During the riots in Ferguson, Missouri, a black teenager said that the police approached black men first as suspects, secondly as civilians. I think he knew what civilians are. They are vulnerable, cannot protect themselves, and depend on officials like the police to protect them, not shoot them. Civilians also have the capacity to organize to press for the recognition of their rights, at least in some places.

Some of us, of course, do not see ourselves as fitting this description. We may do well enough financially that we feel we can simply take care of ourselves and leave the rest of society out of it. The problem is that this difference in wealth, in privilege, in arrogance, maintains the climate of injustice in which we all live today.

We are all contemporaries. We share the earth. We share the city — though sharing the space doesn’t mean we share the city’s wealth, or its land. The wildly uneven distribution of those resources fragments our communities rather than brings them together.

Sometimes we rely on sports to do that. Nothing like a winning sports team to bring us together. If the 49ers would just get back on track. Or if the Raiders would stay in Oakland. We may look to other outside forces, like philanthropists, to help revive and reconnect our communities.

However, these actors cannot change the climate, because the climate is not a private affair, but a public responsibility. Civilians do not just have needs. They have rights. They have rights that governments, from the local to the international level, have an obligation to honor. Civilians remind us that we are a nation of laws.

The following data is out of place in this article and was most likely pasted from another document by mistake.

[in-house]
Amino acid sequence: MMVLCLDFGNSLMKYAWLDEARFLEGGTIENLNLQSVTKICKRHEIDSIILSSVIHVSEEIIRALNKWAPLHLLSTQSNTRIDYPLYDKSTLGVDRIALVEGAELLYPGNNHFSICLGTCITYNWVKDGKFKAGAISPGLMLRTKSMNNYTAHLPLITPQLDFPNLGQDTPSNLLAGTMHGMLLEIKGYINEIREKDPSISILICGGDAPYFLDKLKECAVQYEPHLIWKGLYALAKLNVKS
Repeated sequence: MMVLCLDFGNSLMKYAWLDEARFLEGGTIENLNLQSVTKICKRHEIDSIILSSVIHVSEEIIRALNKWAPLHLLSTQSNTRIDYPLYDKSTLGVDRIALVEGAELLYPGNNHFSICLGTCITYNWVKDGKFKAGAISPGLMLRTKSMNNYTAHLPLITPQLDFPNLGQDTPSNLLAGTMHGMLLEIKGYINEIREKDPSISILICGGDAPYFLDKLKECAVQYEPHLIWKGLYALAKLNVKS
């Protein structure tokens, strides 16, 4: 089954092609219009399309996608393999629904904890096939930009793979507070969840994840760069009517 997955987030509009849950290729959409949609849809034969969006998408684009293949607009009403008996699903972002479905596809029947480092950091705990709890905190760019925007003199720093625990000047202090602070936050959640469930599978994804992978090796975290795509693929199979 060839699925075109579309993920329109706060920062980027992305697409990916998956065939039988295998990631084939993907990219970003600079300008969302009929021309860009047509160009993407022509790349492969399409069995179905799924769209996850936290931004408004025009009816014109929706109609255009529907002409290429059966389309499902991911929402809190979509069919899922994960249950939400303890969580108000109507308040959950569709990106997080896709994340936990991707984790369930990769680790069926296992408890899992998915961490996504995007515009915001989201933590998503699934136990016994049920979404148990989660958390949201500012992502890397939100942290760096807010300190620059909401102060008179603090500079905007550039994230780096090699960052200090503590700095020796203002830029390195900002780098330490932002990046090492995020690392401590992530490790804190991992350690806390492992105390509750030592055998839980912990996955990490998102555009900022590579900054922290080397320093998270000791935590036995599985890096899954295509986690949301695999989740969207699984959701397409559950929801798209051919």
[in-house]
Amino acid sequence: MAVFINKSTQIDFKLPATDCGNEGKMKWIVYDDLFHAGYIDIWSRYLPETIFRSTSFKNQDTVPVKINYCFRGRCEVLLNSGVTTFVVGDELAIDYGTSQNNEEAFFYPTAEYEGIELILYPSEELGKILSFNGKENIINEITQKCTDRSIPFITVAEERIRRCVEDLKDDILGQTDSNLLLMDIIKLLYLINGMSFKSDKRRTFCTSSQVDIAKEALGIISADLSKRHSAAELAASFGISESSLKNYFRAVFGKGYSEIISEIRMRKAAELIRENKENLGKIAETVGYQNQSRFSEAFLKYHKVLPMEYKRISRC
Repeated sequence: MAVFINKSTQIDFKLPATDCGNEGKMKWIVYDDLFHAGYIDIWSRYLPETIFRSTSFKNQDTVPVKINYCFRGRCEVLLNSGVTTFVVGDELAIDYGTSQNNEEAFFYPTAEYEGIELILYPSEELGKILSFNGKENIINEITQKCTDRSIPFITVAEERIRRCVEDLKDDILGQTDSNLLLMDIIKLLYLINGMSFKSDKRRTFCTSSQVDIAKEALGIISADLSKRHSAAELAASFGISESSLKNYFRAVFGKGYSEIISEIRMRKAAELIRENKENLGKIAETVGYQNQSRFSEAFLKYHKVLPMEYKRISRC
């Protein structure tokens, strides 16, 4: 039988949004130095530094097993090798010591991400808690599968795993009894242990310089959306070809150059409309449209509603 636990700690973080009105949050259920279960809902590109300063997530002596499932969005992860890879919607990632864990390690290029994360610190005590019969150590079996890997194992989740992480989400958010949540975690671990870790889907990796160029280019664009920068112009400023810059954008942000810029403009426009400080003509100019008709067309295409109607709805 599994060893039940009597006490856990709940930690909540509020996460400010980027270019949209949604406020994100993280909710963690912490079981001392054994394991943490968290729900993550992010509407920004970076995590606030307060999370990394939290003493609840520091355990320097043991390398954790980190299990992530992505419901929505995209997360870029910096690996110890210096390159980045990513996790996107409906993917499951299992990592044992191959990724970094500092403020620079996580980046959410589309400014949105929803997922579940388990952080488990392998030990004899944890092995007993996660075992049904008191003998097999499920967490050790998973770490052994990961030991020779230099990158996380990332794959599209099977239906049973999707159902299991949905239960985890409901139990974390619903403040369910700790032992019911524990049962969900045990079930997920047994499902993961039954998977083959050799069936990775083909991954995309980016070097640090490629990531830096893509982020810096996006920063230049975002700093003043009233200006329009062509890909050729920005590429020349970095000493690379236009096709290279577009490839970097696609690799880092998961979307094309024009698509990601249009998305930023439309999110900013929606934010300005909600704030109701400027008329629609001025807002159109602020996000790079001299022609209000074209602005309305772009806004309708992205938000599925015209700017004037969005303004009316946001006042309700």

As a privileged white male, I don’t usually feel the vulnerability of many other civilians. My first experience was years ago when I took a brief course in nonviolent action before a small group of us left Nebraska to join in the 1965 march from Selma to Montgomery.

We were asked to lie down, curl up, and remain there so if we were beaten, we would not be harmed. I felt vulnerable, unable to protect myself, and reliant on law enforcement to protect me. I don’t think all white men have to have similar experiences, but I think many of us have to be open to listening to and carefully responding to those who know the truth about living in a climate of injustice. Gatherings of civilians, I believe, could move us toward a climate of justice, where we could repair broken relationships, restore the earth as our habitat, and enjoy each other’s company.

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This article is part of our first quarter social isolation series. You can learn more and register for our April 10th event about social isolation at SFSU here.

Additionally, this is the first of four quarterly participatory magazines we’re producing in 2019. Each participatory magazine combines digital editorial with a live event focused on an urgent, sharing related challenge. The goal of each participatory magazine is to catalyze action. Drop us a line if you’d like to get involved or sponsor one or more of our 2019 participatory magazines: info@shareable.net. We can’t do this alone!

Header image by Emiliano Bar on Unsplash

Marvin Brown

ABOUT THE AUTHOR

Marvin Brown

Marvin T Brown lives in Berkeley, CA, and is the author of several books, including The Ethical Process and Civilizing the Economy. He is currently writing a book on the